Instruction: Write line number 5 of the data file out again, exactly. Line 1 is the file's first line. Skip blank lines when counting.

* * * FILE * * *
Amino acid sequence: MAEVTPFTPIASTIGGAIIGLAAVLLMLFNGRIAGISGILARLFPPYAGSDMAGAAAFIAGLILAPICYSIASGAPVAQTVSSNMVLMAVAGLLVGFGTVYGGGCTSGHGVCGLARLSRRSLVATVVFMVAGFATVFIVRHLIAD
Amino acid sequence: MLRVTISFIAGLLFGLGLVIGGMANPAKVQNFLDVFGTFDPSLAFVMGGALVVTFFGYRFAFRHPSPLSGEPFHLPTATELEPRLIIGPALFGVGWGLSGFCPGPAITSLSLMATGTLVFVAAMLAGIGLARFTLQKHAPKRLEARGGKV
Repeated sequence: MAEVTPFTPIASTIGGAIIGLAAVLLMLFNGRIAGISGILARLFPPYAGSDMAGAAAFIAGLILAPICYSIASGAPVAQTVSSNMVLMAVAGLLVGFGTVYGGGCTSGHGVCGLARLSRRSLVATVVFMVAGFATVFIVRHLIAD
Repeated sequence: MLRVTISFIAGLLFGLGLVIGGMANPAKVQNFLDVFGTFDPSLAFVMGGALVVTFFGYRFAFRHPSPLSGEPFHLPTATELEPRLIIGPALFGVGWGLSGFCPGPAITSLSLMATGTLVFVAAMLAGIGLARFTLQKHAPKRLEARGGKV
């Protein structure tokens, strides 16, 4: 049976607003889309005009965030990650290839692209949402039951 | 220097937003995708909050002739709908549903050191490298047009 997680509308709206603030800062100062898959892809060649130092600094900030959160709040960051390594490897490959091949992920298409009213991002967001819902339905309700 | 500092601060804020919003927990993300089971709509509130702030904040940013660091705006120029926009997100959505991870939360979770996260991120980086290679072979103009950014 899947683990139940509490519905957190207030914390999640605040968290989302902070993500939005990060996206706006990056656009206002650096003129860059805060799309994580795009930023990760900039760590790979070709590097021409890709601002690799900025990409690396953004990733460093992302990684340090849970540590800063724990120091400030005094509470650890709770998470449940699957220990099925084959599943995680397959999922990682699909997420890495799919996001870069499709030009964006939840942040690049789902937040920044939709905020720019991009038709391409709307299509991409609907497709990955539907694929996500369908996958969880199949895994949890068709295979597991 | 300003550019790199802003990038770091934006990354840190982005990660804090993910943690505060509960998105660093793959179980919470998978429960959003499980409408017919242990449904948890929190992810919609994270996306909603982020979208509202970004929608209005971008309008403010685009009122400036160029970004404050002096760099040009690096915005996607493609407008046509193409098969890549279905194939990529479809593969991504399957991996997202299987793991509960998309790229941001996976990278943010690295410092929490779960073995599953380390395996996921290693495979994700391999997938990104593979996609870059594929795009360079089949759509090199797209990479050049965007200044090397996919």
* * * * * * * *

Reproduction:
């Protein structure tokens, strides 16, 4: 049976607003889309005009965030990650290839692209949402039951 | 220097937003995708909050002739709908549903050191490298047009 997680509308709206603030800062100062898959892809060649130092600094900030959160709040960051390594490897490959091949992920298409009213991002967001819902339905309700 | 500092601060804020919003927990993300089971709509509130702030904040940013660091705006120029926009997100959505991870939360979770996260991120980086290679072979103009950014 899947683990139940509490519905957190207030914390999640605040968290989302902070993500939005990060996206706006990056656009206002650096003129860059805060799309994580795009930023990760900039760590790979070709590097021409890709601002690799900025990409690396953004990733460093992302990684340090849970540590800063724990120091400030005094509470650890709770998470449940699957220990099925084959599943995680397959999922990682699909997420890495799919996001870069499709030009964006939840942040690049789902937040920044939709905020720019991009038709391409709307299509991409609907497709990955539907694929996500369908996958969880199949895994949890068709295979597991 | 300003550019790199802003990038770091934006990354840190982005990660804090993910943690505060509960998105660093793959179980919470998978429960959003499980409408017919242990449904948890929190992810919609994270996306909603982020979208509202970004929608209005971008309008403010685009009122400036160029970004404050002096760099040009690096915005996607493609407008046509193409098969890549279905194939990529479809593969991504399957991996997202299987793991509960998309790229941001996976990278943010690295410092929490779960073995599953380390395996996921290693495979994700391999997938990104593979996609870059594929795009360079089949759509090199797209990479050049965007200044090397996919």